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A member of the Benedictine Congregation of Saint-Maur and historian; born at Bèze in the department of Côte-d'Or, France, 1714; died at Paris, 29 March, 1793. He made his first studies at the college of the Jesuits at Dijon. Soon after his profession in 1731 his superiors sent him to the monastery of the "Blancs-Manteaux" at Paris to assist in the learned labours of the congregation. To great intellectual gifts Clément added scientific acumen and an unflagging industry which especially fitted him for his task. He knew no fatigue and at night gave barely two or three hours to sleep. He first busied himself with the preparations for volumes XI and XII of the "Histoire littéraire de la France"; these volumes covered the years 1141-1167 and were edited by Clémencet. He then edited, in collaboration with Dom Brial, a fellow-Benedictine, volumes XII and XIII of the work begun by Bouquet in 1738, "Recueil des historiens des Gaules et de la France" (Paris, 1786), or as the title is generally given "Scriptores rerum gallicarum et francicarum". These volumes contain altogether 439 original documents, accompanied by exhaustive introductions, numerous explanatory remarks, and acute critical notes. Clément's chief work is a revised edition of the chronology first issued by Clémencet in one volume, entitled: "L'art de vérifier les dates des faits historiques". The new edition in which the original work appeared in an entirely changed form was published at Paris in 1770. A third edition (Paris, 1783-1787) embraced three folio volumes; in this the original underwent even greater alterations, and the labour on it cost Clément more than ten years of toil. In contrast to Clémencet he treated his matter objectively, and was influenced neither by prejudices against the Jesuits nor by a blind predilection for the Jansenists. His position met with the approval of scholars and he was made a member of the "Académie des Inscriptions". The work is still of value, and it has been well called "the finest memorial of French learning of the eighteenth century". Clément was engaged in the preparation of a fourth and much enlarged edition when a stroke of apoplexy caused his death. The unfinished work was completed by Viton de Saint-Allais and appeared with additional matter in eighteen volumes (Paris, 1818-19). Viton de Saint-Allais also published from the literary remains of Clément the treatise "L'art de vérifier les dates des faits historiques avant l'ère chrétienne" (Paris, 1820). A work of less importance was one begun by Dom Poncet and edited by Clément, entitled: "Nouveaux éclaircissements sur l'origine et le Pentateuque des Samnaritains" (Paris, 1760). Clément's industry in collecting material is shown by the "Catalogus manuscriptorum codicum Collegii Claramontani, quem excipit catalogus domus professæ Parisiensis, uterque digestus et notis ornatus" (Paris, 1764). For information concerning his letters see the "Revue bénédictine", XII, 508.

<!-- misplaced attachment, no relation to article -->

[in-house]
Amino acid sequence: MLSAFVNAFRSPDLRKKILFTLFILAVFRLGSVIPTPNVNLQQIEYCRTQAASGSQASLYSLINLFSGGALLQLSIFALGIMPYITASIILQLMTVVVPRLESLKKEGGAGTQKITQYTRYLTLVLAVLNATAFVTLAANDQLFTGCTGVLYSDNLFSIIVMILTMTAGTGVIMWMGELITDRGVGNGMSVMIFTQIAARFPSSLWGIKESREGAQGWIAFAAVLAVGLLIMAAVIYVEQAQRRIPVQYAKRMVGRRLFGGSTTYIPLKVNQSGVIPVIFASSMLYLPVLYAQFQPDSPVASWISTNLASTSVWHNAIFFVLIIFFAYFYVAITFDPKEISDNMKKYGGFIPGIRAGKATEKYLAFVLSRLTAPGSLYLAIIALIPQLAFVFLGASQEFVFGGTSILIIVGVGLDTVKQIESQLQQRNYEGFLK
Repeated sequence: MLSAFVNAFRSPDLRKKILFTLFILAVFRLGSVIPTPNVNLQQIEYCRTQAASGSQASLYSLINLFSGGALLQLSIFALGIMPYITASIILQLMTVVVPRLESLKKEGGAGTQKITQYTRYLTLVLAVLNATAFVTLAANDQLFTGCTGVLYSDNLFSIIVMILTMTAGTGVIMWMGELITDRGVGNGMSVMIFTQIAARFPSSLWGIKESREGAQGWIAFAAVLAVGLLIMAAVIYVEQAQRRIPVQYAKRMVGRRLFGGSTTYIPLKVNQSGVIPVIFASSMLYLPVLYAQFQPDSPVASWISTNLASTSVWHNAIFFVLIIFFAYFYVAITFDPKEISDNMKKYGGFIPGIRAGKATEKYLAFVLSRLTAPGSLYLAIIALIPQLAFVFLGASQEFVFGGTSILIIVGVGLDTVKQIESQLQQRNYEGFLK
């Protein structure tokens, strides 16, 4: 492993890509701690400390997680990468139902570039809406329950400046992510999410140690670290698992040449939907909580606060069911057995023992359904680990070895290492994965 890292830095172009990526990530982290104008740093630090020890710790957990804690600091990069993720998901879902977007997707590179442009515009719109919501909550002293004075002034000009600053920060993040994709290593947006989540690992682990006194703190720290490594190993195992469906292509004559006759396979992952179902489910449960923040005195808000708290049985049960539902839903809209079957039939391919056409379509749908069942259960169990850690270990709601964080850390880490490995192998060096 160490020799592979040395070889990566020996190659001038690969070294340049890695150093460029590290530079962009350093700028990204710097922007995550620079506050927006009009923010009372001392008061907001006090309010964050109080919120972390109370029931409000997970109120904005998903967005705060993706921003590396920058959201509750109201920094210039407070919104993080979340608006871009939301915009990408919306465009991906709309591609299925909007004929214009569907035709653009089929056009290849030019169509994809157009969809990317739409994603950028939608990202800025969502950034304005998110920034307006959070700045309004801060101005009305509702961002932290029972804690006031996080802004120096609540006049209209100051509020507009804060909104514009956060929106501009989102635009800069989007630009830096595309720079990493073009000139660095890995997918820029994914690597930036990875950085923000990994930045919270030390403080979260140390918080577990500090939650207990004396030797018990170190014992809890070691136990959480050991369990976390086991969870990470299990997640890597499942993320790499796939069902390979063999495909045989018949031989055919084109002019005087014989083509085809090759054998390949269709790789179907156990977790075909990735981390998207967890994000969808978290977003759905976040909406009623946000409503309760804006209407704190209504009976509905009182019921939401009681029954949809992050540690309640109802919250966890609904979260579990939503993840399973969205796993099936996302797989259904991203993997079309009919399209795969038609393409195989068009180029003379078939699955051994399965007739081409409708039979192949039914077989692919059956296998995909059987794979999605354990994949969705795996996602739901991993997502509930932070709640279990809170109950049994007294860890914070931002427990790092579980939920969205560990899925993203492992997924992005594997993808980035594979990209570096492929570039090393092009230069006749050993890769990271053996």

DE LAME, Bibliothéque des écrivains de la congrégation de Saint-Maur, 484.
APA citation. (1908). François Clément. In The Catholic Encyclopedia. New York: Robert Appleton Company. http://www.newadvent.org/cathen/04038b.htm
MLA citation. "François Clément." The Catholic Encyclopedia. Vol. 4. New York: Robert Appleton Company, 1908. <http://www.newadvent.org/cathen/04038b.htm>.
Transcription. This article was transcribed for New Advent by Douglas J. Potter. Dedicated to the Immaculate Heart of the Blessed Virgin Mary.
Ecclesiastical approbation. Nihil Obstat. Remy Lafort, Censor. Imprimatur. +John M. Farley, Archbishop of New York.
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